Charges: Suspect in 5th Avenue Mall attack had criminal history
The man accused of stabbing another man at the 5th Avenue Mall over the weekend was also convicted of stabbing his girlfriend in Anchorage nearly two years ago, according to charging documents that lay out both cases.
Frankie Warner-Willhoit, 22, faces charges of second-degree assault in the latest encounter Sunday evening at the mall’s food court. Police said the victim, who was stabbed in the upper body, was able to seize a sword from Warner-Willhoit and inflict a superficial cut to the suspect's leg.
According to a charging document in Sunday’s stabbing, police walking in the mall saw a crowd at the scene of the stabbing, where they saw the victim “with his hand covered in blood and standing in a puddle of blood.” Police saw Warner-Willhoit escaping the mall via a skybridge across Fifth Avenue to a parking garage; officers chased him and successfully ordered him to stop with guns and Tasers drawn.
“[Warner-Willhoit] was wearing black pants, multiple sweatshirts, a pink backpack and had two swords crossed on his back as if he were a ‘ninja,’” prosecutors wrote. “Additionally, the defendant had what appeared to be fresh blood on his right sleeve.”
A search of Warner-Willhoit revealed an arsenal of bladed weapons beyond the swords officers first observed.
“A spring-loaded knife was found in his hat and multiple knives, a machete and hatchet were found in his backpack,” prosecutors wrote. “One of the knives in the defendant’s backpack appeared to have blood and human flesh on it.”
Police responded to a separate stabbing involving Warner-Willhoit on June 1, 2017, when his girlfriend at the time walked into a business on Arctic Boulevard suffering from stab wounds to her leg and chest. According to a charging document filed in 2017, staff at that business closed the door and called police, who responded and arrested Warner-Willhoit nearby. The suspect had a knife on him at the time of the arrest.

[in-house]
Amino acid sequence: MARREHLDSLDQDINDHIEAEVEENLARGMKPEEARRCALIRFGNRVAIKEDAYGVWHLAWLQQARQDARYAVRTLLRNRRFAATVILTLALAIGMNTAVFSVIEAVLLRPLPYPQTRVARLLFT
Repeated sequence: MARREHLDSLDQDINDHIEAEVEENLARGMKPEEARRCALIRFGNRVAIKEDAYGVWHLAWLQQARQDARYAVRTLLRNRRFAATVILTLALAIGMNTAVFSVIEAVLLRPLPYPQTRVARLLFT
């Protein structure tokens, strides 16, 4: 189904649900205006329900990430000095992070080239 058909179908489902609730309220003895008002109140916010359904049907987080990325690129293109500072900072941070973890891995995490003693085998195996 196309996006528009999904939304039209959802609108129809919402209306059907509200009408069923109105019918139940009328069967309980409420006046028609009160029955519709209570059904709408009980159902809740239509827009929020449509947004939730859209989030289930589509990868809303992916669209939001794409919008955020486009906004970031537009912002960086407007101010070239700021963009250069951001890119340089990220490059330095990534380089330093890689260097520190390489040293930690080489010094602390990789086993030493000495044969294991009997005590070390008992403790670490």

The victim, who was able to speak as she received medical care, told police that both she and Warner-Willhoit were homeless and living in Valley of the Moon Park at the time.
“[She] said Warner-Willhoit is always angry for unknown reasons,” prosecutors wrote. “[She said that] as they were walking together Warner-Willhoit just attacked her for no reason.”
A driver who was headed north on Arctic Boulevard near the park said he saw the attack, but didn’t see a knife.
“[The driver] said he noticed that the male and female appeared to be arguing when the male [punched] the woman in the face knocking her down,” prosecutors wrote. “[The driver] said he observed in his rearview mirror that the male continued to attack the female as she was on the ground.”
When police spoke with Warner-Willhoit, he admitted to arguing with her that day.
“Warner-Willhoit denied stabbing her,” prosecutors wrote. “(H)e said he cut her clothes with a knife and threw water on her because he was angry with her for waking him up.”
Court records in the 2017 case show that Warner-Willhoit ultimately pleaded guilty to second-degree assault. The prosecutor in that stabbing, Assistant Attorney General Kevin Bergt, said Monday that he had been sentenced to 38 months in the case with 30 suspended; upon his release, Warner-Willhoit was set to spend three years on probation.
Warner-Willhoit was scheduled to be arraigned Monday afternoon on charges from the mall stabbing, but failed to appear in court.
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